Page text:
The Human Rights Watch organization, in a report published on Thursday July 4, said that thousands prisoners in Iraq, most held on terrorism charges live in “degrading conditions”.
The HRW report indicated that the detention facilities of Talkef, Faisaliya, and Tasfirat in Iraq’s northern province of Ninewa “have a combined maximum capacity of 2,500 people. As of late June 2019, they were holding about 4,500 prisoners and detainees, including women and children.”
Lama Fakih, acting Middle East director at Human Rights Watch called on the Iraqi government to urgently rebuild and rehabilitate its detention facilities, indicating that “Iraq has a duty to ensure that detainees are housed decently, in line with international standards.”
Photos taken in May 2019 by a senior Iraqi penitentiary expert who requested anonymity shows female terrorism suspects with their children in one cell in Talkef prison, and juvenile terrorism suspects in another, with conditions of extreme overcrowding seen in both photos.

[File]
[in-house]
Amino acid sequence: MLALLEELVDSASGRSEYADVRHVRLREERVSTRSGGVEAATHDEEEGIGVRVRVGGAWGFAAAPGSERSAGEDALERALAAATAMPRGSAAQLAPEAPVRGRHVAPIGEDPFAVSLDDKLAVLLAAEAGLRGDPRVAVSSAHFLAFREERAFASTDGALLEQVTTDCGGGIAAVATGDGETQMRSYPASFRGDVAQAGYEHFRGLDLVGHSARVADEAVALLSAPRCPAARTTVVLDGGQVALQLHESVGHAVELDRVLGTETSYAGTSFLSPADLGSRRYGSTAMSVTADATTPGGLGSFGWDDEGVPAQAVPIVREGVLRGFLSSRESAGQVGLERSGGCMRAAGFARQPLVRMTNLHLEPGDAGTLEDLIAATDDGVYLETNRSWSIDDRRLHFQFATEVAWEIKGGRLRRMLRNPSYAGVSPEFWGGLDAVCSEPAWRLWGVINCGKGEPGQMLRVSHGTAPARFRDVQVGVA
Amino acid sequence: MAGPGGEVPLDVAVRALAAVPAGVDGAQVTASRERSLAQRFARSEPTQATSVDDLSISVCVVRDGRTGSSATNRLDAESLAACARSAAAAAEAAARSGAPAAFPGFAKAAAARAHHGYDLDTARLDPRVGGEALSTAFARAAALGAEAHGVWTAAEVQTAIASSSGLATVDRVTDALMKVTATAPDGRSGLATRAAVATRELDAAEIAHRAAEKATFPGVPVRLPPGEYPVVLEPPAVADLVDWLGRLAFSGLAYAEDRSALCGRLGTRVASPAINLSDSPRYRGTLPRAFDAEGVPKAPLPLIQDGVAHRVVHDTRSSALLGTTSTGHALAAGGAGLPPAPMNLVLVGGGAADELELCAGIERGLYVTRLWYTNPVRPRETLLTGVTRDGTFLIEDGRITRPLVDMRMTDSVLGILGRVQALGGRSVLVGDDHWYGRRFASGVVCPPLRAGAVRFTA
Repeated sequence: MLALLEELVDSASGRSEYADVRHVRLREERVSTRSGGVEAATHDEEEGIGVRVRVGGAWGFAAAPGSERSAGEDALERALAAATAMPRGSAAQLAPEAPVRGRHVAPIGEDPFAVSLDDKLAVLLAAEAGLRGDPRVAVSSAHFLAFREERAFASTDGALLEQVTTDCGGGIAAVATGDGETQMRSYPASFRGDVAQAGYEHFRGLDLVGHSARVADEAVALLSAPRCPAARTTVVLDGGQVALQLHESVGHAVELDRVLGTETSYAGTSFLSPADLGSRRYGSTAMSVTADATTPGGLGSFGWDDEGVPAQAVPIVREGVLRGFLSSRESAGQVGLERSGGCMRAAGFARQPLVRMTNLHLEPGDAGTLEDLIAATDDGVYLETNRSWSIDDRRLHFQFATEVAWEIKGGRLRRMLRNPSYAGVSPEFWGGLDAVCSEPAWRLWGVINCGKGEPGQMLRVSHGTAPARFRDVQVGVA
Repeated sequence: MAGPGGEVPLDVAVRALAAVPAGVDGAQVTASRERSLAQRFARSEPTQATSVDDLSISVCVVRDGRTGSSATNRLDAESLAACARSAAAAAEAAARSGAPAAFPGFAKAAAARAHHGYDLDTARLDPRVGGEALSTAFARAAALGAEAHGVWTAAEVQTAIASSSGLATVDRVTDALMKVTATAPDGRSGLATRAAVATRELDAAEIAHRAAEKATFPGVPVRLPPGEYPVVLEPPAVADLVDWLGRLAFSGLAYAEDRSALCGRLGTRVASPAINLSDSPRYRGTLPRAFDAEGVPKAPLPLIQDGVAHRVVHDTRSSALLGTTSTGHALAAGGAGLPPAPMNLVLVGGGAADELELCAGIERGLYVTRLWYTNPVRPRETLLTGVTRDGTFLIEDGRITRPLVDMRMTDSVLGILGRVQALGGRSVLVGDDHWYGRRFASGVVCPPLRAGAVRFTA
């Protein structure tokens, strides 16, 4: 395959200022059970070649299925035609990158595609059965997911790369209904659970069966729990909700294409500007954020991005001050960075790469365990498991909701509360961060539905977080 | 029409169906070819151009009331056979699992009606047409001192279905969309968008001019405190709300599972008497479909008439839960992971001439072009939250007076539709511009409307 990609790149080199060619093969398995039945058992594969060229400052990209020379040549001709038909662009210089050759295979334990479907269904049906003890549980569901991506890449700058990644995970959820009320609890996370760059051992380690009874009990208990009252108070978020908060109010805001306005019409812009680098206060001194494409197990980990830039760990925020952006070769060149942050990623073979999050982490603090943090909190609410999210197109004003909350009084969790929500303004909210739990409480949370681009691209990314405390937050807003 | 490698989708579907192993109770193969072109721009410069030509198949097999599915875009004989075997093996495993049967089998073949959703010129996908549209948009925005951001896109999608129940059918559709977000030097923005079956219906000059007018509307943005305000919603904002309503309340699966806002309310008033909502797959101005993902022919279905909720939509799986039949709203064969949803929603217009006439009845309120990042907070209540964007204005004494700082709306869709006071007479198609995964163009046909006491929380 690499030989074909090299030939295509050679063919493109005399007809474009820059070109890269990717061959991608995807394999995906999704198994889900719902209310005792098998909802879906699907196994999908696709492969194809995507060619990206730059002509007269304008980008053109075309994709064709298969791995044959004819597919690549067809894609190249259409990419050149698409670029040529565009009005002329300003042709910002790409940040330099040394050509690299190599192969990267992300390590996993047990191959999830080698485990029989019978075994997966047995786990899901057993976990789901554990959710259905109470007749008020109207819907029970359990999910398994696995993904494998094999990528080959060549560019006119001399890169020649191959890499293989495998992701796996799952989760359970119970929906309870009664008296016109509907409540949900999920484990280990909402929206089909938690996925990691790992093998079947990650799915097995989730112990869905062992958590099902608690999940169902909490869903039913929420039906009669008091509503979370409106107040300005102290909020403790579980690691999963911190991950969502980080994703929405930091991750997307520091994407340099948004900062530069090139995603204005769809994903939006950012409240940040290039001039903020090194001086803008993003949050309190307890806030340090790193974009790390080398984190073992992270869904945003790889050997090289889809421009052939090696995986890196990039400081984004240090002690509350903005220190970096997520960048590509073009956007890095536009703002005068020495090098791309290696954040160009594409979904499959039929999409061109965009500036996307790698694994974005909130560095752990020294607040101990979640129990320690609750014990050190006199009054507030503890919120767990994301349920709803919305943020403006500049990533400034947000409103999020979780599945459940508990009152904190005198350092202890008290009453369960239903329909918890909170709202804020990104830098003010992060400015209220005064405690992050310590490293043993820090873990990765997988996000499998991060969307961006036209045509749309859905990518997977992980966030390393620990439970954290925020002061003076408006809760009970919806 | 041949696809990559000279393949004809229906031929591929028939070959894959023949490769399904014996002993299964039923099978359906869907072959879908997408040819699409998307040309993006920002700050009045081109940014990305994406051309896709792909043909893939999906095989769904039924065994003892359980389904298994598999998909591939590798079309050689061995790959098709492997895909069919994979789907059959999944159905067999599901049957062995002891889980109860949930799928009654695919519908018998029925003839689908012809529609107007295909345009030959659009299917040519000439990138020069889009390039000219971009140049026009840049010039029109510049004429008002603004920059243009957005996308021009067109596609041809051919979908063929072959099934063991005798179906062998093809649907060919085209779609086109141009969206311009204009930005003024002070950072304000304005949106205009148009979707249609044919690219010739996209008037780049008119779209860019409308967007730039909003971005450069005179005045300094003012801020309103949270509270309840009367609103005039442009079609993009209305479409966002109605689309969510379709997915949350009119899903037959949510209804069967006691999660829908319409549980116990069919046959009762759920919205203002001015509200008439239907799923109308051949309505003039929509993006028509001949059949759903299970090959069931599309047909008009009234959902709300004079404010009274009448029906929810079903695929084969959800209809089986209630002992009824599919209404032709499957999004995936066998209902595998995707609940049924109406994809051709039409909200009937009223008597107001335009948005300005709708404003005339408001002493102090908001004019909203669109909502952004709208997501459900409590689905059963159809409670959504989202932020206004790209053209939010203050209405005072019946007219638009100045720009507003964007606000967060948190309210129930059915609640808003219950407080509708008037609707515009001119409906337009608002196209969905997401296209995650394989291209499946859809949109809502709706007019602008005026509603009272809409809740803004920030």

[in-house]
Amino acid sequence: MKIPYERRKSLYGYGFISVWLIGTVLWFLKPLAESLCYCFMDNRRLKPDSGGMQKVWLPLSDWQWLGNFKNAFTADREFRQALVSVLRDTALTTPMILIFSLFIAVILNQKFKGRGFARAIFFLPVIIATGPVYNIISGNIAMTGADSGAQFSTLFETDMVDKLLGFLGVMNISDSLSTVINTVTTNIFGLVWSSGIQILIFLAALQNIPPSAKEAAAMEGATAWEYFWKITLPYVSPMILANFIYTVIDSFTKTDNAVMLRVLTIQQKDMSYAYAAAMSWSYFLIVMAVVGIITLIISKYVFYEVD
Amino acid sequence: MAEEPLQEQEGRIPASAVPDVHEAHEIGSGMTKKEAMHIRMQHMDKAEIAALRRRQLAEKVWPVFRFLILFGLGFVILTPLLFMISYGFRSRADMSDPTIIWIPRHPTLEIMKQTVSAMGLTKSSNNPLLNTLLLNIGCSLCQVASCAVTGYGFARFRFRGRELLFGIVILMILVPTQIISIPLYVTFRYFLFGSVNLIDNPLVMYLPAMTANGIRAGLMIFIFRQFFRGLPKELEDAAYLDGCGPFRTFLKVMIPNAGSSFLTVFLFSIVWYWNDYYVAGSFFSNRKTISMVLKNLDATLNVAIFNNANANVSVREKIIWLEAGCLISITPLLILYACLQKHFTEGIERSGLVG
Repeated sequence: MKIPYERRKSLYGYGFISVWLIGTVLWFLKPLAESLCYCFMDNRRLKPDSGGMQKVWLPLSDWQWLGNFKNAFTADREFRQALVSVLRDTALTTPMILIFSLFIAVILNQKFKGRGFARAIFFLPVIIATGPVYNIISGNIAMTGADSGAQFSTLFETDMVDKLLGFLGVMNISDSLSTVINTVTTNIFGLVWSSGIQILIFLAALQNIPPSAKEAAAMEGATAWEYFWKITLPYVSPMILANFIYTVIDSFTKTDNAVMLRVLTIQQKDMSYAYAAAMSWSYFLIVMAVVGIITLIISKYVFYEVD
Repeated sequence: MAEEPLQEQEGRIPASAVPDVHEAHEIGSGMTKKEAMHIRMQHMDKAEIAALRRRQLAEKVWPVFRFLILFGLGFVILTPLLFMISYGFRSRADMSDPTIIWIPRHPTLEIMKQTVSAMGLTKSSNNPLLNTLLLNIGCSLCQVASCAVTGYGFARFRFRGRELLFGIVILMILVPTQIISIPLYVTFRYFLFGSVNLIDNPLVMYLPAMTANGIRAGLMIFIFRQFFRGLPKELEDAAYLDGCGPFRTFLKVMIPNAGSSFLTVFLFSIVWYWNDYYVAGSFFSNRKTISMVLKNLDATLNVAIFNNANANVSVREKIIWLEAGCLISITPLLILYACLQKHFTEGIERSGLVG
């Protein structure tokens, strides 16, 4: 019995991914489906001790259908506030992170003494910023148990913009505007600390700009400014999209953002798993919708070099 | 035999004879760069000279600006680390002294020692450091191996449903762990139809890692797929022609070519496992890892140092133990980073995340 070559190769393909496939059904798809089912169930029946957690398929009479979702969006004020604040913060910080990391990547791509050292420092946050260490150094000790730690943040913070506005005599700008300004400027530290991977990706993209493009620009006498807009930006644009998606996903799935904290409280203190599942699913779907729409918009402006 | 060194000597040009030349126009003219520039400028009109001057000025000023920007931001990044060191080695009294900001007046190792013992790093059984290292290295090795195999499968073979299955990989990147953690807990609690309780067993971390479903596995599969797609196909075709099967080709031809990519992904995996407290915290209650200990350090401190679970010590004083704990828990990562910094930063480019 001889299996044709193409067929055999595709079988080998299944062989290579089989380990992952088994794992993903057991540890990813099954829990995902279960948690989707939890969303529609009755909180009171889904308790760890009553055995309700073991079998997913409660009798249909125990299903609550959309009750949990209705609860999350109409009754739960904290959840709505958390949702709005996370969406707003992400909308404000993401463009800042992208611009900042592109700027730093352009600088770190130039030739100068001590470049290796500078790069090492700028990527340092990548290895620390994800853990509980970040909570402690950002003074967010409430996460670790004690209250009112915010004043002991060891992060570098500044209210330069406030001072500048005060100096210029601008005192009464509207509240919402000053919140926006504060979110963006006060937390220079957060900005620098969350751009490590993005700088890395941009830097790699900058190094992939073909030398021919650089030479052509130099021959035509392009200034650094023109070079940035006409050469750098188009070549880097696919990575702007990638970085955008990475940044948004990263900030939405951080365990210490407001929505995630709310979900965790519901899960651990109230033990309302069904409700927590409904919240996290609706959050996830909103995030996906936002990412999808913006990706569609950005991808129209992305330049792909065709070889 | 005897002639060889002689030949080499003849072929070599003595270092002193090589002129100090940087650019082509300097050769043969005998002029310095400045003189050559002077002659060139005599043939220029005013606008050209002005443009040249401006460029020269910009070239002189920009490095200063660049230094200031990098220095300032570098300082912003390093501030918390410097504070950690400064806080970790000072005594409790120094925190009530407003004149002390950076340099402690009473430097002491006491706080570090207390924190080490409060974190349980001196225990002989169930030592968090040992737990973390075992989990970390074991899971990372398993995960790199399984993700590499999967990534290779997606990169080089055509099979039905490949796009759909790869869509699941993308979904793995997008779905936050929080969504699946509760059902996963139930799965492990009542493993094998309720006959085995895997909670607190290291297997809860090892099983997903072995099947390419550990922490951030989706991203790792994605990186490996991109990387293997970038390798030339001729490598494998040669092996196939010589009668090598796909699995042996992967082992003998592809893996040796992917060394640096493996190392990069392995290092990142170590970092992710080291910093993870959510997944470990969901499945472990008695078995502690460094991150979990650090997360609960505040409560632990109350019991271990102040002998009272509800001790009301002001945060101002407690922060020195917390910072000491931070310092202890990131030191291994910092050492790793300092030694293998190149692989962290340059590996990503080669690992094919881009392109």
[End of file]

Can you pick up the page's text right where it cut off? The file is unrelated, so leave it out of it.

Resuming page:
HRW cited the Iraqi expert as saying, “detainees have no space to lie down in their cells or even sit comfortably. Prison authorities have not provided mattresses because there is no room for them in the cells.”
“The evidence shared with Human Rights Watch strongly suggests that conditions at the Nineveh pretrial detention facilities are unfit to hold detainees for extended periods of time and do not meet basic international standards. Holding detainees in such conditions amount to ill-treatment,” the report added.
HRW urged Iraqi authorities to ensure that there is a clear legal basis for detentions and that detainees are moved to facilities accessible to government inspectors, independent monitors, relatives, and lawyers, with regular and unimpeded access.
The acting Middle East director at Human Rights Watch said, “Concerns around overcrowding don’t solely affect the detainees, but also the community as a whole.”
“The authorities should ensure that the conditions in Iraq’s prisons do not foster more grievances in the future.” Fakih added.